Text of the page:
Research Help

Research Help Tutorial:
Reading a Journal Record

Text Version

This tutorial will help you find out whether the library owns a particular journal or newspaper, the years we have access to, the formats it is available in, and how to locate them in the Ole Miss library.

Most people think of the library Catalog as a website that tells you what books and videos we own. It actually covers a wide variety of items in the library, such as government documents, archives, journals, magazines, and newspapers. A journal’s catalog record can tell you:

A journal record can NOT look up an article title, or help you find an article on a topic; for that you would need to use the Articles & Databases link. So, when would you use the Journals & Newspapers link? The following examples are taken from two of last year’s class assignments; both of these can be done most easily by using the Journals & Newspapers link.

#1: Find an article from a Mississippi newspaper that was printed on the day you were born, and report on an historic event that occurred that day. Let’s assume your birthday is July 4, 1991.

What we need to find is the 7/4/1991 issue of a common Mississippi newspaper, such as the Clarion Ledger. From the library’s homepage, select the Journals & Newspapers link to begin your search. Type the name of your selected newspaper into the box, and then click Submit. If there is more than one option, select the one that most closely resembles your title. You should now be looking at the catalog record for the Clarion Ledger.

Each box under the title represents a different Location where that periodical can be found. The boxes also indicate which years the Library Has in each format. The first box tells what years we own in microfilm; the date we need, 7/4/1991, falls in the middle of that range, so it is available in the Microforms department. The Current Periodicals section contains print copies. Clicking on the Checkin Card link would show you which issues we have on the shelf in Current Periodicals.

As you now know, the source we need is in the Microforms Department. Clicking on the Microforms link takes you to a floor map of the library. You can hover your mouse over the Zoom in on range box to see an image that highlights where your source is located.

Ignore the information below the blue bar on a journals record—it will often have incomplete or misleading information. Now, let’s move on to our second assignment.

#2 Biology assignment: Read "Higher Temperatures Seen Reducing Global Harvests" (page 193) and "On the Origin of Life on Earth" (198-199) in Volume 323, 9 Jan 2009, Science.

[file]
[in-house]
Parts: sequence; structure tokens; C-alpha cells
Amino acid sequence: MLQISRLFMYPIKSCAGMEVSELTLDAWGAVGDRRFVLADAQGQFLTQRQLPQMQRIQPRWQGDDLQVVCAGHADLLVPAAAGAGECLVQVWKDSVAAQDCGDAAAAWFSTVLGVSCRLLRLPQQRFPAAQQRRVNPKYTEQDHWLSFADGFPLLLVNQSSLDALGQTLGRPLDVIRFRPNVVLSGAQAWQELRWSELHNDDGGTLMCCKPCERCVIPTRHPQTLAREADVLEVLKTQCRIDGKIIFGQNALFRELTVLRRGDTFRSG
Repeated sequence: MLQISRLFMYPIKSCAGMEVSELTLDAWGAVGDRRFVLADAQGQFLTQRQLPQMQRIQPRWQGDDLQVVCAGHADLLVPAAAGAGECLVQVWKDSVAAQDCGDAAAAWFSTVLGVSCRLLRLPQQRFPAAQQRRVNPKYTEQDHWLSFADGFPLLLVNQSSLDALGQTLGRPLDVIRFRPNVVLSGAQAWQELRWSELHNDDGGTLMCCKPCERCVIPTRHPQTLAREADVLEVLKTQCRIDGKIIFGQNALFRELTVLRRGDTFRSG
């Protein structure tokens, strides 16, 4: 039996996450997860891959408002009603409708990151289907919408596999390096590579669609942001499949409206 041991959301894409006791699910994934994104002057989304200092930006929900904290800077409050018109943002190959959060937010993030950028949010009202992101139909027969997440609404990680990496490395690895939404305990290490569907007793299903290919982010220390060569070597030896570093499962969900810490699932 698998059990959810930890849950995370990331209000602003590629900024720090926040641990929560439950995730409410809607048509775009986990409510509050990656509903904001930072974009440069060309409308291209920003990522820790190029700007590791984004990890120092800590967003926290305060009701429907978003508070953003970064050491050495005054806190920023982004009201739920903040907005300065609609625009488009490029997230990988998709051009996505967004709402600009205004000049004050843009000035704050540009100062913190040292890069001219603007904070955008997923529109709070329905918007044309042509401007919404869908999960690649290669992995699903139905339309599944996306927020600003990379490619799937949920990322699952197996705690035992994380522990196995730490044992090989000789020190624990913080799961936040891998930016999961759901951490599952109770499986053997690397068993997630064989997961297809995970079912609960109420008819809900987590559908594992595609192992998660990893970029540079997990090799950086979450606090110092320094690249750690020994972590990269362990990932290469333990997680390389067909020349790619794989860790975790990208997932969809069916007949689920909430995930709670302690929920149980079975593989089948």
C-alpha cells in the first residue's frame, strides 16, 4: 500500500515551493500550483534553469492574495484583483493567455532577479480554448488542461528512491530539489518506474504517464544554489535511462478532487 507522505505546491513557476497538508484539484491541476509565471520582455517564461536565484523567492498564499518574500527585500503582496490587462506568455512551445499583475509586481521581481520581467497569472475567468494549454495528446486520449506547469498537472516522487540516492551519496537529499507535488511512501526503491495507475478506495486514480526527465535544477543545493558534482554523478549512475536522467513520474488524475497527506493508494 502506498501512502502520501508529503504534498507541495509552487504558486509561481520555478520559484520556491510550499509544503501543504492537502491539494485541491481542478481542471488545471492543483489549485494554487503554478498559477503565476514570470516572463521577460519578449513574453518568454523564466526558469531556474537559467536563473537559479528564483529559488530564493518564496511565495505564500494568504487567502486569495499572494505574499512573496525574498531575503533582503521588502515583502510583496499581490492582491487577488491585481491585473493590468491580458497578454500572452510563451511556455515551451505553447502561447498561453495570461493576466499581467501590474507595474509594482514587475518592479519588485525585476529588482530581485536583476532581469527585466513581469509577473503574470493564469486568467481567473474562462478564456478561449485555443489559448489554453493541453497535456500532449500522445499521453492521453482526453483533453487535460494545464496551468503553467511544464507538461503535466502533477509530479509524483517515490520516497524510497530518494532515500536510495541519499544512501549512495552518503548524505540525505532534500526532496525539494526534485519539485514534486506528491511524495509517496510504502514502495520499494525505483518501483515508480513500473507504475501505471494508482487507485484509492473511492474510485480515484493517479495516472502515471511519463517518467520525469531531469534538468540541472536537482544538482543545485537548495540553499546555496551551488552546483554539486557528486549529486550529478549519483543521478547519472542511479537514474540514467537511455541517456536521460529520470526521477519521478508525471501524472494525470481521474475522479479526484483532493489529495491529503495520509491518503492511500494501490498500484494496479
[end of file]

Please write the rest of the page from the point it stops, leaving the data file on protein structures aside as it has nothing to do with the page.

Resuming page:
To start this assignment, you need to:

Once again, go to the library’s homepage and select the Journals & Newspapers link to begin your search. Type the name of your selected journal into the box, click Submit, and select the Science link. There will often be occasions, such as with the Clarion Ledger, that what you need is not online. This record for the journal "Science" shows most of the places one could find a journal in the J.D. Williams library.

As you can see, this journal is available in several locations: online, bound volumes, current periodicals, microfilm, and the annex. If the journal is available online, that will be indicated in the first location box. This title is available in 5 different databases; the date range covered by each database is displayed to the right of its link. Notice that 4 of these have ending dates that fall short of 2009. Full text from Publisher is the only one with no closing date, which means it goes through the current issue.

Journals received in paper are in the Current Periodicals room; like newspapers, you can click the Checkin Card to see what issues are on the shelf. When a full volume of issues have arrived, they are removed from current periodicals and bound together like a hardcover book; these are referred to as Bound Volumes The dates that the library has bound are shown below “Main Library Bound Volumes.” They are shelved according to call number, found at the top of the page under the Title.

Several of our older journals will only be available in microfilm.

Microfilm and microfiche used to be the preferred way to store and preserve hundreds of years of magazines in a small area, so several of our older journals are only available in microfilm.